Ahhhhh, the joy of using the right tool for the job. Tightening a plumber strap with a socket wrench goes something like this: crank-crank-crank-crank-crank-crank-crank-crank-crank-crank-crank-crank-crank-crank-crank-crank-crank-crank-crank-crank-crank-crank-crank-crank-crank-crank-crank-crank-crank-crank-crank-crank-crank-crank-crank-crank-crank-crank-crank-crank-crank-crank-crank-crank-crank-crank-crank-crank-crank-crank-crank-crank-crank-crank-crank-crank-crank-crank-crank-crank-crank-crank-crank-crank-crank-crank-crank-crank-crank-crank-crank-crank-crank-crank-crank-crank-crank.

With the cordless drill, tightening a plumber strap goes something like this: zzziiip.

Thanks to zzziip, we got all the poles for the outer perimeter up in no time.

The next job was adding that second level of fencing. I couldn’t remember exactly how we went about it in 2017, so I decided to just re-engineer the whole process. I suggested a couple of plans requiring ropes, scaffolding, pulleys, winches and a diesel-powered engine.

Chareva proposed simply resting the new fence against the existing fence, clipping them together, then flipping up the new layer. She even waved around some fancy tool that would squeeze little metal rings into place to clip the fences together. It looked like this:

In my head, I did several calculations involving the weight and length of the fence, the strength of the clips, the current wind velocity, etc., and explained to her why trying to flip up a long, wobbly fence almost certainly wouldn’t work.  We’d need at least a six-person crew to hold the thing in place and keep it from flipping back down.

She said she wanted to try anyway, and because I’m a good husband, I decided to indulge her.

So after she finished clipping the fences together, we flipped the new fence up and into position. I prepared myself for the sound of those little clips snapping apart and the sight of the new fence falling down and rolling itself up.

It ended up looking something like this:

In my defense, one of the clips did snap. Really, it did. On that section of fence, anyway. When she clipped together the next 45-foot section of fence and we flipped it up into position, nothing snapped.  After each section was flipped up, Chareva secured it to the poles with aluminum ties. My job was to hold the ladder.  And not say anything.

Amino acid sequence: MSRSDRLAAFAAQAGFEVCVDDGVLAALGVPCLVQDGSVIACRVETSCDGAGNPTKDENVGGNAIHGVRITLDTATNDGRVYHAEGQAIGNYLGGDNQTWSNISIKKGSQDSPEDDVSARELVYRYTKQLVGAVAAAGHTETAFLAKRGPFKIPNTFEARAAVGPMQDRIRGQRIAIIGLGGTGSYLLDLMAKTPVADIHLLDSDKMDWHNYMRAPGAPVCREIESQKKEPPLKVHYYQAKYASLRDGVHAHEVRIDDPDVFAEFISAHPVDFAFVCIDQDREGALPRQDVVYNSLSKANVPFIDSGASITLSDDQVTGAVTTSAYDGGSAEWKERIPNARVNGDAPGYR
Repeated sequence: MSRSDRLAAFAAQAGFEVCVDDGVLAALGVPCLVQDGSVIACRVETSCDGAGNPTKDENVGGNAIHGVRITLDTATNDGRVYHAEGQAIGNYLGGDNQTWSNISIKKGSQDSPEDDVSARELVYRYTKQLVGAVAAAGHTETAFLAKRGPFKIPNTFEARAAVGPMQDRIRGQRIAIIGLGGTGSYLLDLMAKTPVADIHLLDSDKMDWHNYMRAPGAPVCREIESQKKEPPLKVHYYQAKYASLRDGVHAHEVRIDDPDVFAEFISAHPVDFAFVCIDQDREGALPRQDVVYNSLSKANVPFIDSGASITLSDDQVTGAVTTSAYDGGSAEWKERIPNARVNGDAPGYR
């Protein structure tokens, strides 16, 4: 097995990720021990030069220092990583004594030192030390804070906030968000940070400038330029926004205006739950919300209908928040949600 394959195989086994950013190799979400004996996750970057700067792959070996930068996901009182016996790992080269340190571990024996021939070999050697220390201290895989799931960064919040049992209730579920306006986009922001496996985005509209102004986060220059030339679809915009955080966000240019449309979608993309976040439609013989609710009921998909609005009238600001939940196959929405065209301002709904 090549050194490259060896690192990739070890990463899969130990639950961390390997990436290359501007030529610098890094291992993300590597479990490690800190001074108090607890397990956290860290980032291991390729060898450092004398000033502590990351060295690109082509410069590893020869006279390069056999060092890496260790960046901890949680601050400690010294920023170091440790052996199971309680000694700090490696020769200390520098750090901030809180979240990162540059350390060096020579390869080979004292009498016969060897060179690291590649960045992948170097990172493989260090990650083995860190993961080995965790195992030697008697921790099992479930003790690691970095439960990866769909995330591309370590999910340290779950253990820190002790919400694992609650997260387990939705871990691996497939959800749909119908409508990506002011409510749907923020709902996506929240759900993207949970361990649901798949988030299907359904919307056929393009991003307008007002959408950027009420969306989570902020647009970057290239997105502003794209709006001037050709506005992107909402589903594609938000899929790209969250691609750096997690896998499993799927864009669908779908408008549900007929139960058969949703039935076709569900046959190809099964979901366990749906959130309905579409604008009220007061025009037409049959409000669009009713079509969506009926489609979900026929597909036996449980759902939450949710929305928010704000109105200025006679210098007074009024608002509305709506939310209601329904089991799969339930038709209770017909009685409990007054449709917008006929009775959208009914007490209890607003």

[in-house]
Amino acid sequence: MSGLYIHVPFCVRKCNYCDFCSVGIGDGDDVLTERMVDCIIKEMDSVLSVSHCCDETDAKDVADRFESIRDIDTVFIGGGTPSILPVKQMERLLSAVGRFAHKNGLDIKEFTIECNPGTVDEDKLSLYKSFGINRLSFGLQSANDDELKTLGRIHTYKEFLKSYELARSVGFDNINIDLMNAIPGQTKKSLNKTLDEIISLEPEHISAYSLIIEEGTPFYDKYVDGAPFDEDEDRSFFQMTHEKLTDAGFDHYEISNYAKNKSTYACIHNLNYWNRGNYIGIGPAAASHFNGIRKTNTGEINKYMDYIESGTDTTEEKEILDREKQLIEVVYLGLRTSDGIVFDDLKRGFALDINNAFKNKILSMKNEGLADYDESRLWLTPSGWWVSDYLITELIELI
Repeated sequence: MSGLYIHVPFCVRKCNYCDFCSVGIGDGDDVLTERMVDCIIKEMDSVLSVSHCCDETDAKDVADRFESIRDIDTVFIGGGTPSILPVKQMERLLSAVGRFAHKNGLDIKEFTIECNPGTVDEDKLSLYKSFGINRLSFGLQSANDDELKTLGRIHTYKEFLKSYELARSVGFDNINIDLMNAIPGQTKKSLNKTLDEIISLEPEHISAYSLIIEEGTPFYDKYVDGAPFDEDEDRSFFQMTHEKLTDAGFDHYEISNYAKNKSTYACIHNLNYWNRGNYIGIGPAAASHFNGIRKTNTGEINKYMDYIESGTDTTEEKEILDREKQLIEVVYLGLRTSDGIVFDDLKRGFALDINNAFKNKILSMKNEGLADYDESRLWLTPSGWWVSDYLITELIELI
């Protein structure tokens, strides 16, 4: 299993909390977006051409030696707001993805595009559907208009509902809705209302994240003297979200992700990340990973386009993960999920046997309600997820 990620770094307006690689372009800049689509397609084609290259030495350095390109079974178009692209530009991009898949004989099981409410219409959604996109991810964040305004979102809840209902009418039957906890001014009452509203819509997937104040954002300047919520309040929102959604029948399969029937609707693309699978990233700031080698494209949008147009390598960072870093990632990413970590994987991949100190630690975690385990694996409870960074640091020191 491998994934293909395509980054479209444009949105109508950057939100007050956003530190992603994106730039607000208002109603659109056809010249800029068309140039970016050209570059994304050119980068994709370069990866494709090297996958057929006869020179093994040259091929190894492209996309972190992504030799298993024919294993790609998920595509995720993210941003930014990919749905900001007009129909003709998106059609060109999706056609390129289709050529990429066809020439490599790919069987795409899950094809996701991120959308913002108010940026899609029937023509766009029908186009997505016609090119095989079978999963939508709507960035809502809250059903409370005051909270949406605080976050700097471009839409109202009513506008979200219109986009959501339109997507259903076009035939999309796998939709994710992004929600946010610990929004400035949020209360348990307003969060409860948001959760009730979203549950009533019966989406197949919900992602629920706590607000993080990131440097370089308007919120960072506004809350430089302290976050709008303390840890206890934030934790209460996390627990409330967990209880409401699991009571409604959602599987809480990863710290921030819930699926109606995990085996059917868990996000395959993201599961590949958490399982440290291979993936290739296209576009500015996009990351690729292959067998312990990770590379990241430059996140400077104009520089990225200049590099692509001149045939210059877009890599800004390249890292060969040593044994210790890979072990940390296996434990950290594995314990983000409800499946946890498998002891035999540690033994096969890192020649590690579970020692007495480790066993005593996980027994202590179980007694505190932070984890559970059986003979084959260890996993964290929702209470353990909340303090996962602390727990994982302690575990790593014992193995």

For the rest of the weekend, any time I disagreed with her about anything, she simply said, “Fence clips.”

And we still have a project and a half to go.

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My Heart’s All A-Flutter! The Anointed, The Wisdom Of Crowds, And Another Stupid Study

Years ago, I read an interview with a researcher who said something like, “If you want to study the migratory patterns of squirrels and you name your proposed study The migratory patterns of squirrels, you won’t get funding. But if you name your proposed study How global warming is impacting the migratory patterns of squirrels, you will get funding.”

By this point, it’s safe to say something similar applies to the world of nutrition studies. If you want to get funding, you need to propose a study named something like Low-Carb Diet Is Linked To [Some Bad Thing]. The Anointed and their pals in the Save The Grains Campaign have apparently decided that the best use of scientific (ahem) “research” is to scare people away from low-carb and ketogenic diets. So we keep seeing one stupid study after another claiming to find a link (sort of) between some ailment and a low-carb (sort of, but not really) diet.